Iron and Steel

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It was in the 1850s that the construction of reverberatory furnaces started in various parts of Japan, the only guide being a technological book written in the Dutch language. For casting cannon in these furnaces ever increasing quantities of pig iron were needed and to respond to the demand Takato Oshima, a Japanese technologist, tried to build a small blast furnace at Kamaishi, using the Dutch book as a manual, and succeeded. This was the starting point for the development of modern iron-making technology in Japan. It must be noted that the Kamaishi furnace was successful not because its design was Western but because the principles of European iron-making were scientifically applied by Oshima in the context of indigenous Japanese culture.

After the Meiji Restoration, the government embarked on a project to build a modern large-scale iron works under the slogan of “increase production and promote industry.” Under the guidance of foreign engineers, an iron works with two large blast furnaces was completed in 1880 but its operation was hampered by one failure after another, leading the government to close the works. The government then established in 1901 a large-scale iron and steel works at Yawata designed according to the latest technology available at that time in the West. However, again this undertaking was impeded by a succession of troubles which finally caused operations at the works to be suspended. In essence, the technical failures at Yawata closely resembled those at the earlier state-run iron works. The man who was asked to revive the works and who played a central role in the technological consolidation of the Yawata plant was Kageyoshi Noro, an outstanding scholar of metallurgy. Thanks to his efforts, the Yawata Steel Works was put onto the right track and could resume its operations. This marks the independence and coming-of-age of Japan’s iron and steel technology.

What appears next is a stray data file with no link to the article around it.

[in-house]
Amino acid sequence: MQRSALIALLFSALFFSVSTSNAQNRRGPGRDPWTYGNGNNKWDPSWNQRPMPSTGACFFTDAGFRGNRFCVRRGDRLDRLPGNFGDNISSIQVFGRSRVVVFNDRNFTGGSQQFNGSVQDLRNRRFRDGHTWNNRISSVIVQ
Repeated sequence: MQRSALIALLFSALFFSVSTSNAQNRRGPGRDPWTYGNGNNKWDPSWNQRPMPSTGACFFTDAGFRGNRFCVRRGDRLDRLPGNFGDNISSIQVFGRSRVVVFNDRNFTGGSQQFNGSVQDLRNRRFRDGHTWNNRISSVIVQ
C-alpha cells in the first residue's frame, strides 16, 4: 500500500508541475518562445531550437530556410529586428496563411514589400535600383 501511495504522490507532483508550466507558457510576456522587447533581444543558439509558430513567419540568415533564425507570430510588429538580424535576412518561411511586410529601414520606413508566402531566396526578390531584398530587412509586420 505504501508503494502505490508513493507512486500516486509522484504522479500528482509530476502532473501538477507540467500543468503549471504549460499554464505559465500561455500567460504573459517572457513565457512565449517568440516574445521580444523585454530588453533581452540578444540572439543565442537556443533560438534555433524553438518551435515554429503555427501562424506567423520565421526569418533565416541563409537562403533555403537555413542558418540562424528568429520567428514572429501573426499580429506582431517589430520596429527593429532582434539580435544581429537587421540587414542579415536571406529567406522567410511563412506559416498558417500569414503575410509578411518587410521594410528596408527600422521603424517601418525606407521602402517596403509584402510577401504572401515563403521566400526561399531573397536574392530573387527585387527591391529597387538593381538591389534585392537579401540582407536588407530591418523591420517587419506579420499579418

Equipped as it was with iron and steel making furnaces as well as steel rolling facilities, the Yawata works was the first integrated iron and steel works to be built in Japan. Along with technological development in steel making, Japan also made rapid progress in metallurgical science as was shown by the invention of KS magnet steel. However Japan still had a long way to go before she could become one of the top steel producers in the world, a status that was finally achieved after the Second World War.